After manga, animation and cuisine, sake is an essential element of Japanese soft power.
Since the end of the Cold War at the turn of the 1990s, Japan has been searching for its place in the world. After living in the shadow of the United States, which had assured its security and allowed it to develop economically, the Land of the Rising Sun found it was obliged to take on new responsibilities. What had often been portrayed as a political dwarf now needed to make itself heard on the international scene. To succeed, it needed both the time and the means. In an ever-changing environment, particularly with the rise of Chinese power in Asia, there were several beneficial factors in Japan’s favour, thanks to its being viewed with benevolence around the world. In contrast to other countries, which depend on their military strength — hard power — to assert themselves, it was able to rely on its culture, or soft power, to improve its image in the world. Manga and animated film became ambassadors for Japan even if, to begin with, it was not deliberate government policy to help the spread of popular culture. It wasn’t until the start of the 21st century that the Japanese authorities realised their importance and established the strategy of Cool Japan.
They rapidly sought to enlarge popular culture’s field of influence. After manga, cuisine (washoku) was targeted by the government. The enthusiasm of foreigners for Japanese food was an opportunity to promote national agricultural production at a time when it was in need of a great deal of improvement. Furthermore, the necessity to clearly distinguish “real” Japanese restaurants from “false” ones — of which there were many — led the government to introduce a system of labelling to ensure quality. The fashion for Japanese food, we must remember, started in North America with American consumers’ enthusiasm for sushi in 1980s and 1990s. By achieving Unesco World Heritage status for washoku in 2013, Japanese authorities in a way succeeded in completing the circle.
That’s the reason they began to promote sake worldwide. It not only meant they were able to find new markets for a product that had been in rapid decline over the past few decades, but it also gave them a new and not insignificant way of wielding influence. After missing the boat in the case of whisky, which didn’t need any help from the government to gain worldwide popularity, it was essential to find an alternative. You couldn’t imagine anything better than nihonshu in so far as it symbolizes the essence of Japanese ancestral culture. If you know the extent to which wine represents a means of influence for France, then you’ll now understand why the Japanese government made sake a priority. This strategy is not confined to France, but coinciding with the launch of a new brand of sake, its aim is to encompass the world. In mid-September, the Japanese embassy in India organised a nihonshu tasting in New Delhi for the second year running. As the Times of India journalist present at the event explained, this one was even more important than the one held in 2017. “Its promotion in India is congruent with efforts to boost Japan’s presence in India’s mindscape,” he adds. Today, India is one of Japan’s most important allies in Asia in the face of Chinese ambitions. So it’s essential to improve the country’s image, and sake is very useful in as much as it is “the entry point for understanding Japanese culture” according to the Indian journalist. From Singapore and Melbourne, Australia, in June to San Francisco, in September, the world was able to experience the atmosphere of sake bars when Japanese producers came to promote their sake and contribute to their country’s good image.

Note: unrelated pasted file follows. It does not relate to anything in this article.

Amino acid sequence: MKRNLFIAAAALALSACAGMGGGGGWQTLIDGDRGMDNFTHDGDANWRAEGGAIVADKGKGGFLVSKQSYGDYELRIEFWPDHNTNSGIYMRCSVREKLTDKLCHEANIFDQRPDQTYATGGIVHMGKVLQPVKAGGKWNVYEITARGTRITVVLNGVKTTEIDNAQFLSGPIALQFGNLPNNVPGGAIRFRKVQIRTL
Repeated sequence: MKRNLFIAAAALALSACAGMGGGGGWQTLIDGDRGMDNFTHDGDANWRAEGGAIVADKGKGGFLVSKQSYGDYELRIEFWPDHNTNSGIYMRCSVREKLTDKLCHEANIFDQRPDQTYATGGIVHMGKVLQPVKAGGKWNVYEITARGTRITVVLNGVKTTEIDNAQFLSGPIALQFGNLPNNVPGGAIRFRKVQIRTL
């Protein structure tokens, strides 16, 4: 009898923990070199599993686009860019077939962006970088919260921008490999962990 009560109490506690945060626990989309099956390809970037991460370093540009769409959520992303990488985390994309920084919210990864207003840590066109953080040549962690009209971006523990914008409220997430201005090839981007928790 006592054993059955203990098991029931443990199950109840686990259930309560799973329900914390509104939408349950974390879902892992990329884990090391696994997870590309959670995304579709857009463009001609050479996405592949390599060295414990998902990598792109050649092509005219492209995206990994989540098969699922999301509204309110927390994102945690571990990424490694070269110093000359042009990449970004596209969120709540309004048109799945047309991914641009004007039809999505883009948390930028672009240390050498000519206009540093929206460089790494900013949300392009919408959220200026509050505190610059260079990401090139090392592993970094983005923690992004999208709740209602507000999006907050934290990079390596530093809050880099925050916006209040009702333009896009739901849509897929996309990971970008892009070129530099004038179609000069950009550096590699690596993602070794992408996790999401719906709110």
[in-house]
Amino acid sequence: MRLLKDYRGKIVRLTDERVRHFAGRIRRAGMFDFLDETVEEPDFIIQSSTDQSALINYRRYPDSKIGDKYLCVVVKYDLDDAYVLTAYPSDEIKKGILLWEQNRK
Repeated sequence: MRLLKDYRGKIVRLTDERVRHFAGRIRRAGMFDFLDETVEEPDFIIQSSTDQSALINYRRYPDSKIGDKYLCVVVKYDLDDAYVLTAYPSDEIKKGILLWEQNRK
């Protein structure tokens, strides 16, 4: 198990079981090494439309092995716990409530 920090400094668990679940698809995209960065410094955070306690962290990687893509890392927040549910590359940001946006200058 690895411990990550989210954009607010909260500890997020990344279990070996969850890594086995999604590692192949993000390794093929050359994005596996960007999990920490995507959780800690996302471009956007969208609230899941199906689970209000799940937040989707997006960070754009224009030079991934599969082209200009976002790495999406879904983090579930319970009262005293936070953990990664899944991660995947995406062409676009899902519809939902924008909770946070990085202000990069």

Just as manga saw the emergence of a generation of foreign authors capable of producing work inspired by this Japanese form of expression, such as Frenchman Tony Valente (see Zoom Japan no. 63, July/August 2018), sake generates careers beyond Japan’s borders. This desire to imitate represents the extent to which Japanese culture has become part of our daily lives. Though India hasn’t yet started to produce sake, there are many who are doing so in Europe. From Norway, where a brewer of local beer, None O, started to produce sake in 2010, to Spain with its Kensho Sake available since 2015, you can find a growing number of producers. In France, in 2016, Hervé Durand created Kura de Bourgogne in Vendenesse-les-Charolles, in Saôneet- Loire. It’s a brewery and a factory producing Japanese condiments “in the Burgundian tradition”, as it states on its website. You can also give the example of Great Britain with the Dojima Sake Brewery situated in an 18th century manor house near Cambridge (see Zoom Japan, no. 64, September 2018), or even Kanpai in London, where the catchphrase is “Japanese traditions, London style”. There’s no doubt that nihonshu represents a not-insignificant ingredient in Japan’s strategy to increase its influence.